The increased use of the secondary mortgage market by lenders added to the number of subprime loans lenders could originate. Instead of holding the originated mortgages on their books, lenders were able to simply sell off the mortgages in the secondary market and collect the originating fees. This freed up more capital for even more lending, which increased liquidity even more, and the snowball began to build.
A lot of the demand for these mortgages came from the creation of assets pooling mortgages together into a security, such as a collateralized debt obligation (CDO). In this process, investment banks would buy the mortgages from lenders and securitize them into bonds, which were sold to investors through CDOs.
Rating Agencies: Possible Conflicts of Interest
A lot of criticism has been directed at the rating agencies and underwriters of the CDOs and other mortgage-backed securities that included subprime loans in their mortgage pools. Some argue the rating agencies should have foreseen the high default rates for subprime borrowers, and they should have given these CDOs much lower ratings than the AAA-rating given to the higher quality tranches. If the ratings were more accurate, fewer investors would have bought into these securities, and the losses may not have been as bad.
Moreover, some have pointed to the conflict of interest of rating agencies which receive fees from a security's creator and their ability to give an unbiased assessment of risk. The argument is rating agencies were enticed to give better ratings to continue receiving service fees, or they ran the risk of the underwriter going to a different agency.
Regardless of the criticism surrounding the relationship between underwriters and rating agencies, the fact of the matter is they were simply bringing bonds to market based on market demand.
Fuel to the Fire: Investor Behavior
Just as the homeowners are to blame for their purchases gone wrong, much of the blame must also be placed on those who invested in CDOs. Investors were the ones willing to purchase these CDOs at ridiculously low premiums instead of Treasury bonds. These enticingly low rates are what ultimately led to such a huge demand for subprime loans.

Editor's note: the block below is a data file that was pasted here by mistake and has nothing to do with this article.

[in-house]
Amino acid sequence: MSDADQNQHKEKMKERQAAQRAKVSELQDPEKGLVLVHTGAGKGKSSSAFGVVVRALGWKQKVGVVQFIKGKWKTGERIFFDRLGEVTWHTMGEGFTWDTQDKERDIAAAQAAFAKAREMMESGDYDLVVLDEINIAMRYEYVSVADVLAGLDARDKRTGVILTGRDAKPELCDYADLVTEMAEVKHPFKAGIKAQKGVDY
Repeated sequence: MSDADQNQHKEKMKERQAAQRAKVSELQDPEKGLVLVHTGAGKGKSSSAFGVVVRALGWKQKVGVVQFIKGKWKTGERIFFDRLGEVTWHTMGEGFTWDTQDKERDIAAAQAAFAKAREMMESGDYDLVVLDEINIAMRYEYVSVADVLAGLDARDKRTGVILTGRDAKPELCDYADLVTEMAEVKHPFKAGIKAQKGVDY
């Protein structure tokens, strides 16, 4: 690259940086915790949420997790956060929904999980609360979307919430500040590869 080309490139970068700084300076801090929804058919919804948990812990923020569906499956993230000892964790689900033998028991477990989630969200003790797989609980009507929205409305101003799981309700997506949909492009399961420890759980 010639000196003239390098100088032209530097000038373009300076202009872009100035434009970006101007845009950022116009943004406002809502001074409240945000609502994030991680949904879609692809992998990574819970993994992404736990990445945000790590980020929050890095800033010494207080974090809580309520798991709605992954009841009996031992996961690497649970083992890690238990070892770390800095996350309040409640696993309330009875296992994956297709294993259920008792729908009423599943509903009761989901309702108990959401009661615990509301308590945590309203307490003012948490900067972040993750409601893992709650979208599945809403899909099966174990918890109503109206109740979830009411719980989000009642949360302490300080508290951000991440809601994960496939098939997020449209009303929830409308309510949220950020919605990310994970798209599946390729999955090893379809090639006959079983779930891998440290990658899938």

In the end, it is up to the individual investors to perform due diligence on their investments and make appropriate expectations. Investors failed in this by taking the AAA CDO ratings at face value.
Don't Forget the Hedge Funds
Another party added to the mess was the hedge fund industry. It aggravated the problem not only by pushing rates lower, but also by fueling market volatility that caused investor losses. The failures of a few investment managers also contributed to the problem.
To illustrate, there is a hedge fund strategy best described as credit arbitrage. It involves purchasing subprime bonds on credit and hedging the positions with credit default swaps. This amplified demand for CDOs. By using leverage, a fund could purchase many more CDOs and bonds than it could with existing capital alone, pushing subprime interest rates lower and further fueling the problem. Moreover, because leverage was involved, this set the stage for a spike in volatility, which is exactly what happened as soon as investors realized the true, lesser quality of subprime CDOs.
The Bottom Line
There may have been a mix of factors and participants that precipitated the subprime mess, but it was ultimately human behavior and greed that drove the demand, supply, and investor appetite for these types of loans. Hindsight is always 20/20, and it is now obvious there was a lack of wisdom on the part of many. However, there are countless examples of markets lacking wisdom. It seems to be a fact of life that investors will always extrapolate current conditions too far into the future.